9 September 2020

orthodox-church-jesus

This is one of those proof texts, and I dislike proof texts. It is generally best to look at a couple of things here..

  • Christ was capable of destruction. He was not a worshipper of nature: he did not respect the tree and see it as worthy beyond its utility. The tree was there to demonstrate the power of God in his actions.
  • The disciples, who had been with him for years by now, were amazed. Thyy ahd seen a lot of miracles, but this stretched their experience. We should expect to have difficulty with this teaching because they did.
  • We pray fervently for things and do not see them, then read this passage and are told by too many people that we don’t have sufficient faith. Well, we are not God incarnate, nor do we know God’s timing. His promises are sure, but he does not say when.
  • and sometimes he says that what we have is sufficient.

Christ, who did this, was soon to pray fervently that he be spared the Cross, but then said that the will of God needed to be done. We don’t know which one of our prayers are said in weakness, and when we will in prayer align with God. But it may be in the hard times, when this passage seems too distant as to be on another plane of experience.

Matthew 21:18-22

18 Now in the morning, when He was returning to the city, He became hungry. 19 Seeing a lone fig tree by the road, He came to it and found nothing on it except leaves only; and He *said to it, “No longer shall there ever be any fruit from you.” And at once the fig tree withered.

20 Seeing this, the disciples were amazed and asked, “How did the fig tree wither all at once?” 21 And Jesus answered and said to them, “Truly I say to you, if you have faith and do not doubt, you will not only do what was done to the fig tree, but even if you say to this mountain, ‘Be taken up and cast into the sea,’ it will happen. 22 And all things you ask in prayer, believing, you will receive.”

One of the things that we don’t like talking about now because we are all so woke and righteous is that there will be accounting and true justice, which will end up with some things being destroyed, as this fig tree was . Not because the fig tree was evil — it is part of this creation, and nothing in this creation will survive the end — but because we chose evil and not good. In the end, the choices will be start.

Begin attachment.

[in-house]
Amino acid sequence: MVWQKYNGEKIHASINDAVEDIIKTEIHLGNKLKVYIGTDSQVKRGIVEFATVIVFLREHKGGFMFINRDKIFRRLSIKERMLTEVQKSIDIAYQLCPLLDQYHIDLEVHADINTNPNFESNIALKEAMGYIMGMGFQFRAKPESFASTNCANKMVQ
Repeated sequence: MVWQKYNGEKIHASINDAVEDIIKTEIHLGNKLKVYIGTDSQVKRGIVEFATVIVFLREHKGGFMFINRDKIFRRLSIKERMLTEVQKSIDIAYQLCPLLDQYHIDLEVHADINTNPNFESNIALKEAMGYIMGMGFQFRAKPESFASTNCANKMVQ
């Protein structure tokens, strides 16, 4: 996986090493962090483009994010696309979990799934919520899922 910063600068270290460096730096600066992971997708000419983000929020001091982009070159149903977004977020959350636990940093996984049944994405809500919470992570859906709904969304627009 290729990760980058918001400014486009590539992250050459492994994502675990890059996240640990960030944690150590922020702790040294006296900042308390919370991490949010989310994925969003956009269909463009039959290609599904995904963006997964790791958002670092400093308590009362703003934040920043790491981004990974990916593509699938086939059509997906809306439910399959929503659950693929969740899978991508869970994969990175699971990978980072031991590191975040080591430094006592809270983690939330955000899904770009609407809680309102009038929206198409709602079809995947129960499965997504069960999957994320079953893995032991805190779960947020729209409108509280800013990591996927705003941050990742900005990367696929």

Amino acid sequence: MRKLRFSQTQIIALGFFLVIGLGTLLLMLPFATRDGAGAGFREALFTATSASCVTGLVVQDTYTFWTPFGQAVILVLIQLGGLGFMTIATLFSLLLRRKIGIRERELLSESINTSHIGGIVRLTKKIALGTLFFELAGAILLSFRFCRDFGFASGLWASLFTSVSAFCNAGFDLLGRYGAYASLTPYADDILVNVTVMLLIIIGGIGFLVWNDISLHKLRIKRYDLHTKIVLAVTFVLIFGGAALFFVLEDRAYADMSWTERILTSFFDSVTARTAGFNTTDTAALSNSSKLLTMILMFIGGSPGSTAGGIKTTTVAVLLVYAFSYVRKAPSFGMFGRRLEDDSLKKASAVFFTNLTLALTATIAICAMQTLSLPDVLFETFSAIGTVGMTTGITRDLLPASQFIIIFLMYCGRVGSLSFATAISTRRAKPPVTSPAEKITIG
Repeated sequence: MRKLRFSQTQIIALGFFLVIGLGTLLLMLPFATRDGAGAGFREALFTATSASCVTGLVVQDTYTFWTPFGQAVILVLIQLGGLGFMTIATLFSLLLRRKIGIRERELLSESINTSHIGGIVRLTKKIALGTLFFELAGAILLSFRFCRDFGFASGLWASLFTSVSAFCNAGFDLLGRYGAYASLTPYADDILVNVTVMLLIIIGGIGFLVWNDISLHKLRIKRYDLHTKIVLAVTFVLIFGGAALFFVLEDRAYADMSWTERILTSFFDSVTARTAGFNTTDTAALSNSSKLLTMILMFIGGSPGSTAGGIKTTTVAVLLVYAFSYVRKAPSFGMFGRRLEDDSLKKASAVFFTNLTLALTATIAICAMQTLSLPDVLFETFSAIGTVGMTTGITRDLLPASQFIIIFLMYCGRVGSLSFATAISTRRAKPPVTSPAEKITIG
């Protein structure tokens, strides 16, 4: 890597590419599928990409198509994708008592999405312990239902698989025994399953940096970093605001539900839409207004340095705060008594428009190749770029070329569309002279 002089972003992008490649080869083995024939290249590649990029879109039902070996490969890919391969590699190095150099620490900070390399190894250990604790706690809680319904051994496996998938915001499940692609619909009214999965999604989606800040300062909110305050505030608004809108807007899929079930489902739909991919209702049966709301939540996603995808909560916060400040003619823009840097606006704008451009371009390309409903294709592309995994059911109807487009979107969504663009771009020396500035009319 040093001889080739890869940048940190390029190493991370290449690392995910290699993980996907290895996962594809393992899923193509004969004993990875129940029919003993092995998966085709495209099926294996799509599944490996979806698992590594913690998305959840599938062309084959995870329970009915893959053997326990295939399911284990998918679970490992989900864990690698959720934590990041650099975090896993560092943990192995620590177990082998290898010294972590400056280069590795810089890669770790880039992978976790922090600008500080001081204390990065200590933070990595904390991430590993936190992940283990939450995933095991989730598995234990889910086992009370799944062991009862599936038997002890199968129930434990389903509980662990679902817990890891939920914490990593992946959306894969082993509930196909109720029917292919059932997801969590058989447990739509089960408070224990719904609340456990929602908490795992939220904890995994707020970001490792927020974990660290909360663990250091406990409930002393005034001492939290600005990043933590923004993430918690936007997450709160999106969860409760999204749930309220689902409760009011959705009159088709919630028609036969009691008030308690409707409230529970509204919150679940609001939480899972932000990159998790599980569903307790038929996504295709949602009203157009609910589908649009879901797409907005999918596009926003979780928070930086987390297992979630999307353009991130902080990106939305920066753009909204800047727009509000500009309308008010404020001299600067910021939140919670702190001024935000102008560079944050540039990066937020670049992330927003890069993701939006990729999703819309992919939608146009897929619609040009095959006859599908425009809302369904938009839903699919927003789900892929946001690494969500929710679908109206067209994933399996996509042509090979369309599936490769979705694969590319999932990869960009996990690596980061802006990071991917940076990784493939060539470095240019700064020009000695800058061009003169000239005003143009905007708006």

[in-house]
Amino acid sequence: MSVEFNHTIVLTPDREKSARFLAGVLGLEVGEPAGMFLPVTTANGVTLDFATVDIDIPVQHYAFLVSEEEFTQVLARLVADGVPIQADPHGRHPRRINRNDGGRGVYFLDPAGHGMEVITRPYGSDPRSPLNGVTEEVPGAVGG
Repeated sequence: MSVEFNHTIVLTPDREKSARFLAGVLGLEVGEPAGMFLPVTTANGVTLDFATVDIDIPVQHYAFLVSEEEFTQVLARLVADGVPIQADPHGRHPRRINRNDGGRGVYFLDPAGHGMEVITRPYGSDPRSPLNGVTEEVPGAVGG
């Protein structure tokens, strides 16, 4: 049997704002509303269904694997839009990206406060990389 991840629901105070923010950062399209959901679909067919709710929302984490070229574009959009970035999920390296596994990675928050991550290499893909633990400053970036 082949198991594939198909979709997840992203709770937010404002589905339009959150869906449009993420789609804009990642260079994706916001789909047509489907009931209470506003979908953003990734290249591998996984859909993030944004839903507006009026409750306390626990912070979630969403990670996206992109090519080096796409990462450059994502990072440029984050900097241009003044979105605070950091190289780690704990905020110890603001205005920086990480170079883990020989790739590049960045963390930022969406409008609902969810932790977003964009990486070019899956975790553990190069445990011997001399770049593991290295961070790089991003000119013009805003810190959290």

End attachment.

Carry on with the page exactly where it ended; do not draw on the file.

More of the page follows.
This is a bit too Papist and speculative for my bleak reformed taste, but it makes the point.

One should not be able to get away with declaring bits of the Bible to be figurative without some indication of what is actually being talked about. In case of the Last Things, the main message is Judgment. Nearly always, when the New Testament talks about heaven and hell, it’s really talking about judgment. In this life, we are all trapped in ambiguity; everyone is a mix of good and evil. But such is the simplicity of God that final allegiance to Him must be all or nothing. So our lives receive a final resolution, unjustifiable from the immanent perspective of our life history, imposed through Him. If this is the literal message, then one could drop belief in a literal afterlife while retaining it, but believing in heaven while rejecting hell undercuts this only plausible figurative reading. Universalism undermines Final Judgment, which is what Jesus is most adamant about.

Dropping the afterlife altogether solves the “how can it be fair to punish somebody forever?” problem and the “what kind of existence can it be if you can no longer change your mind?” problem. Universalism solves the first (since eternal undeserved reward bothers us less); it solves the second only if you accept the Thomist argument that someone enjoying the beatific vision could never freely choose to sin. Both of these are vulnerable to the “if that’s what Jesus meant, how is it nobody ever understood Him that way before?” objection. My idea that the damned are punished for a finite time and then live a pleasant but non-beatific eternity in limbo also has more going for it than universalism, since our lives then have at least some eternal consequence.

Speculation about the afterlife is unhelpful. The main message that must not be lost is Someday you will be judged. That, and Don’t aid the enemy.

The biggest miracle is not the fig tree died. Or that mountains fall into the sea — I live on and island That has earthquakes, drought and fire. It is that Christ chose us and we have a new creation in him. This world will end. Though we are stewards of it now, we are not to worship it or imagine that we can restore it to a glory it only had in the fevered imagination of Green pagan activists.

And we will all give account. This gives our lives significance: we will in the end either be children of God or the enemy. but the enemy will be destroyed, as will death. And the elite of this time want us not think of this. But we were never commanded to ally with them. or be like them .

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